Half of parents of children with asthma fully understand the use of their child’s asthma medications, according to new research.
A survey of parents of 740 children with probable persistent asthma found just 49 percent knew what kind of medication their child was prescribed and how often to use it. Following recommended guidelines is key to controlling asthma symptoms, experts say.
“Adherence to the guidelines has demonstrated improved outcomes: decreased hospitalizations, emergency department visits and outpatient visits,” said study primary author Dr Ann Chen Wu, of the Harvard Pilgrim Health Care Institute in Boston.
Parents were asked which asthma controller medications their child was prescribed and how often they should be taken. Responses were compared to instructions from their child’s health care provider.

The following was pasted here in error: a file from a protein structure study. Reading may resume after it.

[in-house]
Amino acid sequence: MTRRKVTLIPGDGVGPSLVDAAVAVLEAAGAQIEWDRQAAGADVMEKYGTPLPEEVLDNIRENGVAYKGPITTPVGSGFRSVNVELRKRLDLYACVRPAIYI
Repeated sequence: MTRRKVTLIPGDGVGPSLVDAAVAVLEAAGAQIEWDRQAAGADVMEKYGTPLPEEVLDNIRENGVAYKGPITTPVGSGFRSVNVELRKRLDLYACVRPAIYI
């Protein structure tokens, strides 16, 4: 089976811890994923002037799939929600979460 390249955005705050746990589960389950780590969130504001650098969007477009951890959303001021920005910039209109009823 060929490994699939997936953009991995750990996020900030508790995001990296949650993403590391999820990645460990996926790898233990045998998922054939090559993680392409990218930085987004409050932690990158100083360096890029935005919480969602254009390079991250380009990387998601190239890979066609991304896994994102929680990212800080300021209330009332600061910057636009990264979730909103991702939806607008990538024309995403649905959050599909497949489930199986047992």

Records showed that 77 percent of the children were supposed to use inhaled corticosteroids, 22 percent were to take leukotriene antagonists and 1 in 10 were to take a combination of inhaled corticosteroids and long-acting beta agonists such as Advair.
But deviations from the doctor’s directions were common. For instance, nearly 30 percent of kids prescribed inhaled corticosteroids — an important preventive measure — weren’t taking them as directed.